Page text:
I'm in Bolivia now, about two weeks after I'd initially itended to leave that dear country of Peru. Funny, how one can grow so attached to a place.
Cusco became my base, my home of sorts, the place where I constantly ended up returning to, for whatever reason I might choose to use to rationalise the decision.
After leaving Arequipa, I returned to gather my thoughts and regroup. I went to the jungle, only to return to Cusco for Inti Raymi (which was great fun, just quietly). Then when it finally was time to have a Proper Farewell after all of those 'fake farewells', I found myself almost overcome with sadness. It's not because Cusco is the most amazing city in the world (although it certainly does have a lot of charm, and quirks out the yin yang). Nor is Peru the most amazing country in the world, although it is spectacular in myriad ways. More so, I was astounded to find how attached I had become to the friends I'd made during my time at Amauta-the-Spanish-school, and the weeks afterwards when I kept returning.
Yesterday was my last day in Cusco. It was spent in the sun, catching a bus and taking the scenic route to some mediocre hot springs with three friends. We were the only gringos, we took a little taxi, the four of us crammed into the back seat through a windy road where a landslide seemed to have just occurred. At the warm springs (tepid at best springs) we bobbed up and down in the murky water, we were conspicuous, we drip dried in the non-sun then took a little car back to Calca. Then we went to Urubamba. We bought stale bread and awesome avocado and sat in the sun, eating sandwiches while listening to creepy carnival music. It was a hippy market. I bought a ginger cupcake and shared it with someone spectacular. The bus ride back was long and tiring and silent but content with hands held and napping on shoulders. Shit, son. Then it was dinner at The Israeli Place one last time, playing Pigs one last time, hanging out at the school one last time then GOODBYE, time for a huge hug. Saying, "Keep in touch" and actually meaning it. On the other hand though, don't farewells while fighting back tears at five in the morning at the edge of the Plaza de Armas make you feel kind of alive? I'd venture to say yes.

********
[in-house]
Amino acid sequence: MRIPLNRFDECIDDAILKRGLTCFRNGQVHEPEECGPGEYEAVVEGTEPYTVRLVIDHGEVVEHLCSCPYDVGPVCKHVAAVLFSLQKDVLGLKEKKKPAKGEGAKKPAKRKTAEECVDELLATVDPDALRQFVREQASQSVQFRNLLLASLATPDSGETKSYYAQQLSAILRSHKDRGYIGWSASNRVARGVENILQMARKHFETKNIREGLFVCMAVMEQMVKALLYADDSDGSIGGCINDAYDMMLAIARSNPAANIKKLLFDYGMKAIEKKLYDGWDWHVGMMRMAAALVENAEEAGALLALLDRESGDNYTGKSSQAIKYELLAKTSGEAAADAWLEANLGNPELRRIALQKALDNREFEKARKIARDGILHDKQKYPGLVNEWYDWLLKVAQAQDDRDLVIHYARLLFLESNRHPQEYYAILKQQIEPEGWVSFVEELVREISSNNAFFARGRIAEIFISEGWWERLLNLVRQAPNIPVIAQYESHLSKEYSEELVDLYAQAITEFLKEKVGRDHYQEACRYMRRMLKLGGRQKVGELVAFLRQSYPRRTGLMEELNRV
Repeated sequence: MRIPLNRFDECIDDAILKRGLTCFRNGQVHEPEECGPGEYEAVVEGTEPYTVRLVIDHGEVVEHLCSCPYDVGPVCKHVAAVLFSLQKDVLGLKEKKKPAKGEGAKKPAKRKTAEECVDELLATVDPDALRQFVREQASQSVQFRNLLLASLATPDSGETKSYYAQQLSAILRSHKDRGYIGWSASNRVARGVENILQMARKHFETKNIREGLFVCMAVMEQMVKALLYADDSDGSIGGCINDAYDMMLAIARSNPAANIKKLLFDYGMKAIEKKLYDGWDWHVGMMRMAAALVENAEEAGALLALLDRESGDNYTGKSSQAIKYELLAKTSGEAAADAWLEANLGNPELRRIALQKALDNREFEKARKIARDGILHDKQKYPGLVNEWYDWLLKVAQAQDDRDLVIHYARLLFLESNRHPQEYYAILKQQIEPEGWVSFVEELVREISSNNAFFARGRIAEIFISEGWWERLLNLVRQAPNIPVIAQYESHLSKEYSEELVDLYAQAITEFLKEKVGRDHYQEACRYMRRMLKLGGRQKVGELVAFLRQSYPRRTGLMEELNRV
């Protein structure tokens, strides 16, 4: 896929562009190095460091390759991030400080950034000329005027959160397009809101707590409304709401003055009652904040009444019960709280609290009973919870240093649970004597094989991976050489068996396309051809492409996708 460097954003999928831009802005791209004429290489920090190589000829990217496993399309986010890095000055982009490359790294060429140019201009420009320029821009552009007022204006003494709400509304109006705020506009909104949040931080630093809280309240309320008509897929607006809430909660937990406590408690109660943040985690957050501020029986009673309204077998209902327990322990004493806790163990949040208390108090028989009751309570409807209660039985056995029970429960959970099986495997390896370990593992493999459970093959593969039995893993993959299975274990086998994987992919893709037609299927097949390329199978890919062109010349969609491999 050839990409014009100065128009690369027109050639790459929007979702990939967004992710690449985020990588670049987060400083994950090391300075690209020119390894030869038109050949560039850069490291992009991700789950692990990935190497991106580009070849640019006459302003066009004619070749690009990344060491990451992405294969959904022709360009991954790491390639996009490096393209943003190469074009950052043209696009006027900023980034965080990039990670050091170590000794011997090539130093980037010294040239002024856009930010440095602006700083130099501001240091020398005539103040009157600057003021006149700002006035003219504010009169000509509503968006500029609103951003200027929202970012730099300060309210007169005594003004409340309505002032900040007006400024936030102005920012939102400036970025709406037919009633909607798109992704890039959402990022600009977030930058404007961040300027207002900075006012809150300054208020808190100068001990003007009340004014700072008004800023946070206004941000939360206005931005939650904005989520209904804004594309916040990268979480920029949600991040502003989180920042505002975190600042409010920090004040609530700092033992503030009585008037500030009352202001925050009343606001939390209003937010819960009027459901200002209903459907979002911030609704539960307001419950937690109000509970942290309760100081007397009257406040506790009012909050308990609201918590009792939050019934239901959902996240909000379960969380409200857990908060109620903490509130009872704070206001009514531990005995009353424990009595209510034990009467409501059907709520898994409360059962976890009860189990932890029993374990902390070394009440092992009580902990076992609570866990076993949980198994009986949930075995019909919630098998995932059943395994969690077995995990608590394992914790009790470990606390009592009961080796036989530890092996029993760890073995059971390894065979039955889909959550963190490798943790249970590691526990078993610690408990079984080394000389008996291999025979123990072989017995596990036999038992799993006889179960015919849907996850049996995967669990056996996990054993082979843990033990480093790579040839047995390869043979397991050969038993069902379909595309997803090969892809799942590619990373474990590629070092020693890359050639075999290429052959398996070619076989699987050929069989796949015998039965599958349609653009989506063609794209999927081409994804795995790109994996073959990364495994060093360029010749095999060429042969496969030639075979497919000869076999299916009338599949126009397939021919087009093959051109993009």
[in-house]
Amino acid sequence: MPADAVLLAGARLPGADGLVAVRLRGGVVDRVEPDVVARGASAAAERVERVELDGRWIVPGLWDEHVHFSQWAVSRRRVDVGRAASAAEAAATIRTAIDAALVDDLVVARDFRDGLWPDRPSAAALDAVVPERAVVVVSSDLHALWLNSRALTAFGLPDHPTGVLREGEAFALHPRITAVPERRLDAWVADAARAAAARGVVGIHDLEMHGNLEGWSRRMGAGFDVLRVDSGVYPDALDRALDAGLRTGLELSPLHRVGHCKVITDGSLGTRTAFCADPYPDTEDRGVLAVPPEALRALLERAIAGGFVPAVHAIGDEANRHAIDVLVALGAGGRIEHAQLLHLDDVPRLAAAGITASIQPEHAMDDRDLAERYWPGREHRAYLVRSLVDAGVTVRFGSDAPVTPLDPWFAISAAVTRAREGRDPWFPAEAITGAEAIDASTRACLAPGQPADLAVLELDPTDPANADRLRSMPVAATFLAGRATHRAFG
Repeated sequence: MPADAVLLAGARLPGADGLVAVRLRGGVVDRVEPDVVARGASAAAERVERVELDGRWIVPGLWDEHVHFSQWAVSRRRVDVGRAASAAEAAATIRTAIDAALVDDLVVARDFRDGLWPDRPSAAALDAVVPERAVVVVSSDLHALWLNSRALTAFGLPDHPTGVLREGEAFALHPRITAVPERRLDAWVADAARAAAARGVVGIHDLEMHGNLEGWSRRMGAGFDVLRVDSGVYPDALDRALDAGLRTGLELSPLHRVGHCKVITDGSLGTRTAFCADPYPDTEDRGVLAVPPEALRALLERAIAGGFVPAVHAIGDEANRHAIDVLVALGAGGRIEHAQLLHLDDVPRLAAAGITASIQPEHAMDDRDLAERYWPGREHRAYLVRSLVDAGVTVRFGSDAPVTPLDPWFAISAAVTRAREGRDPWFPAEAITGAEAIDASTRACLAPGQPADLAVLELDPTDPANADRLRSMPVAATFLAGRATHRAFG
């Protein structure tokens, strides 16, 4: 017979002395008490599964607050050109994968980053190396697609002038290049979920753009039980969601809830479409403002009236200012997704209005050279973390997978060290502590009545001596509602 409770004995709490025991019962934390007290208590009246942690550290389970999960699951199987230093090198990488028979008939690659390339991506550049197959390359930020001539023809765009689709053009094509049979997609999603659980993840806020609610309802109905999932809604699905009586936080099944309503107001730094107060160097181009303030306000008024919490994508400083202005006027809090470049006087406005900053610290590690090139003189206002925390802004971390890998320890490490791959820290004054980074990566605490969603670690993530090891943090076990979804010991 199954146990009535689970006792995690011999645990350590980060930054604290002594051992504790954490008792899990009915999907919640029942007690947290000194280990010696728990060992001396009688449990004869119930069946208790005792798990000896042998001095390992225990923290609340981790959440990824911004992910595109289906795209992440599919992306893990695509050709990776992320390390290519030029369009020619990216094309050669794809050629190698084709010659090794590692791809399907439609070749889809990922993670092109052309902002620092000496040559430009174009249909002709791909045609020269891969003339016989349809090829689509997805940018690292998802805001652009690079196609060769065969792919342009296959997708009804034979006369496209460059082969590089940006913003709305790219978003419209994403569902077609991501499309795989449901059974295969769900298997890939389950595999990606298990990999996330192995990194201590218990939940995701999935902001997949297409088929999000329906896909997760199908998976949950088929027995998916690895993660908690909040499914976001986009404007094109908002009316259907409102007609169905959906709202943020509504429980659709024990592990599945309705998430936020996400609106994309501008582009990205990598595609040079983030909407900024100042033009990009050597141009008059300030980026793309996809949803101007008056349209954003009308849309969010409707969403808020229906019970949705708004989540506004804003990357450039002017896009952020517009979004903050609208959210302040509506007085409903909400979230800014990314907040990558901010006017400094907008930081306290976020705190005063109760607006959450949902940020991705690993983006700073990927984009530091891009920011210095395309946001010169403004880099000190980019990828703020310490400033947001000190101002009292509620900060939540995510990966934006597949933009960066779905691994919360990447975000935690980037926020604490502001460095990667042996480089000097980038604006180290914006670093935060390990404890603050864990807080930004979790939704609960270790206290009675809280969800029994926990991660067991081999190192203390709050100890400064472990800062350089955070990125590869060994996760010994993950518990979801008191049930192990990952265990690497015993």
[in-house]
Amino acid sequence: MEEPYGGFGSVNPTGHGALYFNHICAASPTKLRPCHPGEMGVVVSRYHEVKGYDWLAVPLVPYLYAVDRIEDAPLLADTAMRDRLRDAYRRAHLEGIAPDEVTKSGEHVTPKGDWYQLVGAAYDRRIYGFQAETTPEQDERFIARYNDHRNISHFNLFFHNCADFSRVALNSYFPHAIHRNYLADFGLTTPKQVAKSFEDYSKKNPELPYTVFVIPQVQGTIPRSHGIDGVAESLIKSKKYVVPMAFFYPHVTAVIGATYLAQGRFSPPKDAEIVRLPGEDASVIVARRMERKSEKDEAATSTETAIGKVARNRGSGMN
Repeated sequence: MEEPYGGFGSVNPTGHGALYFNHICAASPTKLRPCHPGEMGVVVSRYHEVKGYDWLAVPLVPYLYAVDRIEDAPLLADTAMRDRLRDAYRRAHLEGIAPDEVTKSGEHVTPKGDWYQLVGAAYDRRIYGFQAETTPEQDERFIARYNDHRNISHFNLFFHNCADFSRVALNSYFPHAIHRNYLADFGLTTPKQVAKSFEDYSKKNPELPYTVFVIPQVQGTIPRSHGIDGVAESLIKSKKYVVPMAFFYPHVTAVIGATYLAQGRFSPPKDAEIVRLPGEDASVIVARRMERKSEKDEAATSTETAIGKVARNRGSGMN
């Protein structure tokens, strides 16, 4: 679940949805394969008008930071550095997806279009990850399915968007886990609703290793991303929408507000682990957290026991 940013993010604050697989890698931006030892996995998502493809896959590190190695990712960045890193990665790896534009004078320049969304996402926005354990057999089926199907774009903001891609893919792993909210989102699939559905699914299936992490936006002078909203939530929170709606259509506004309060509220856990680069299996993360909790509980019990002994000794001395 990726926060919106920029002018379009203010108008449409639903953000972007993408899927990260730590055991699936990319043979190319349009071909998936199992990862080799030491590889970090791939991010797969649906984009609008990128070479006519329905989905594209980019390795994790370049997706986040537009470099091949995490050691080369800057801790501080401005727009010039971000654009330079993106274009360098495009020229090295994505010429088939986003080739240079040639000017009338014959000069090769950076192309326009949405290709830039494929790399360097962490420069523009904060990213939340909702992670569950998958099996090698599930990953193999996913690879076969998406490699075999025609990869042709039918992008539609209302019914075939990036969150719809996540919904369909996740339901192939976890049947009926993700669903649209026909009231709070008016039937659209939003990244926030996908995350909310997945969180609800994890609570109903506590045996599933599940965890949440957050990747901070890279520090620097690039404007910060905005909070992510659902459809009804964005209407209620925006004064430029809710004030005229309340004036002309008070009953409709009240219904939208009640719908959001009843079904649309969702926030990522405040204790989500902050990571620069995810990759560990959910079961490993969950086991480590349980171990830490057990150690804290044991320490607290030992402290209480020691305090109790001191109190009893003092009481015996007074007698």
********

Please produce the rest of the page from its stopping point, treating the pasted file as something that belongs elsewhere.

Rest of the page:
If you're wondering about the jungle, it was amazing. It was exactly what I needed at that stage, time to relax, to be away from the maddening crowd, to sit in the wilderness and just think for a little while. We swam in an Amazonian lake under the moonlight, trouped through the jungle, saw monkeys and parrots and otters and all manner of birds. Tarantulas and those little crocodile things as well. It was sweaty and hot as fuck and I got attacked by mosquitoes and I fell through a bridge but goddamn, was it ever incredible.
Bolivia? It seems quite a bit like Peru so far, but slightly different. I'm fairly exhausted, not having slept much at all in the past few days. I wandered around the city tonight, wrote, ate some brie, then bought a minature Millennium Falcon, becuause that's just the way I operate, guys. Tomorrow I'll probably book a tour to the salt flats. I might take my Millennium Falcon.
I'm tired, and kind of sad, but at the same time I'm excited. I'm excited because I've got three more countries to get to, over two months. No time for hesitation son, no time for tears or moping because that phase has finished and there's a new one about to begin. CAN YOU FEEL IT?
Anyway, apologies for the lack of photos. They're a bit of a bitch to upload from shitty internet cafes. Hold on tight, I'll upload some eventually. At any rate, I'm sure most of you that read this have me on Facebook anyway, and are up to date with my photographic adventures.